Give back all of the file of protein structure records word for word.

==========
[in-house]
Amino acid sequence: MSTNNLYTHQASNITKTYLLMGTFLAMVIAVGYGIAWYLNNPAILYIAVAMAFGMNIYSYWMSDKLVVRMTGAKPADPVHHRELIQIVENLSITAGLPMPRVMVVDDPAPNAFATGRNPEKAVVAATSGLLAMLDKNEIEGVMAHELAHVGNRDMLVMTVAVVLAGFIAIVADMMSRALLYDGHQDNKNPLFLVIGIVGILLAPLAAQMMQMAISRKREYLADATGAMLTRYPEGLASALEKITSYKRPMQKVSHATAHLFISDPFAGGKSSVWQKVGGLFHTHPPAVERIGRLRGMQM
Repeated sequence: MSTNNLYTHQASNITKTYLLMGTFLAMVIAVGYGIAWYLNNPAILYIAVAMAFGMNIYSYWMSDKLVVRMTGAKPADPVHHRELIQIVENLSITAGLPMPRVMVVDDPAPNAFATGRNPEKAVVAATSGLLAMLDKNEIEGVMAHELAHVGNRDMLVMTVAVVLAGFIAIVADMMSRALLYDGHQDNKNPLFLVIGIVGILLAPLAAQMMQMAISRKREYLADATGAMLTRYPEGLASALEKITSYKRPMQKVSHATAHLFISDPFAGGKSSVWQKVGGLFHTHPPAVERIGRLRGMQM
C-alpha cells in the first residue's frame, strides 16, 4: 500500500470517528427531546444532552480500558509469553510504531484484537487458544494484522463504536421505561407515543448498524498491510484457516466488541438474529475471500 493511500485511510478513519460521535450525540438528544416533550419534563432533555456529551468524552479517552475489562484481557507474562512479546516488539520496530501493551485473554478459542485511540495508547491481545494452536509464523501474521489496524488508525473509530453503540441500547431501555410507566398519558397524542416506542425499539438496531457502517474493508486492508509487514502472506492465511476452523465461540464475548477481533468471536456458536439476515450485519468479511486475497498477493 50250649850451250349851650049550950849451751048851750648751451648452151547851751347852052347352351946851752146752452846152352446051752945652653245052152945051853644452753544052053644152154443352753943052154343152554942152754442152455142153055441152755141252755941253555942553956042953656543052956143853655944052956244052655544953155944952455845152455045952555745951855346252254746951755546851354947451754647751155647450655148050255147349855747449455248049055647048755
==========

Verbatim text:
[in-house]
Amino acid sequence: MSTNNLYTHQASNITKTYLLMGTFLAMVIAVGYGIAWYLNNPAILYIAVAMAFGMNIYSYWMSDKLVVRMTGAKPADPVHHRELIQIVENLSITAGLPMPRVMVVDDPAPNAFATGRNPEKAVVAATSGLLAMLDKNEIEGVMAHELAHVGNRDMLVMTVAVVLAGFIAIVADMMSRALLYDGHQDNKNPLFLVIGIVGILLAPLAAQMMQMAISRKREYLADATGAMLTRYPEGLASALEKITSYKRPMQKVSHATAHLFISDPFAGGKSSVWQKVGGLFHTHPPAVERIGRLRGMQM
Repeated sequence: MSTNNLYTHQASNITKTYLLMGTFLAMVIAVGYGIAWYLNNPAILYIAVAMAFGMNIYSYWMSDKLVVRMTGAKPADPVHHRELIQIVENLSITAGLPMPRVMVVDDPAPNAFATGRNPEKAVVAATSGLLAMLDKNEIEGVMAHELAHVGNRDMLVMTVAVVLAGFIAIVADMMSRALLYDGHQDNKNPLFLVIGIVGILLAPLAAQMMQMAISRKREYLADATGAMLTRYPEGLASALEKITSYKRPMQKVSHATAHLFISDPFAGGKSSVWQKVGGLFHTHPPAVERIGRLRGMQM
C-alpha cells in the first residue's frame, strides 16, 4: 500500500470517528427531546444532552480500558509469553510504531484484537487458544494484522463504536421505561407515543448498524498491510484457516466488541438474529475471500 493511500485511510478513519460521535450525540438528544416533550419534563432533555456529551468524552479517552475489562484481557507474562512479546516488539520496530501493551485473554478459542485511540495508547491481545494452536509464523501474521489496524488508525473509530453503540441500547431501555410507566398519558397524542416506542425499539438496531457502517474493508486492508509487514502472506492465511476452523465461540464475548477481533468471536456458536439476515450485519468479511486475497498477493 50250649850451250349851650049550950849451751048851750648751451648452151547851751347852052347352351946851752146752452846152352446051752945652653245052152945051853644452753544052053644152154443352753943052154343152554942152754442152455142153055441152755141252755941253555942553956042953656543052956143853655944052956244052655544953155944952455845152455045952555745951855346252254746951755546851354947451754647751155647450655148050255147349855747449455248049055647048755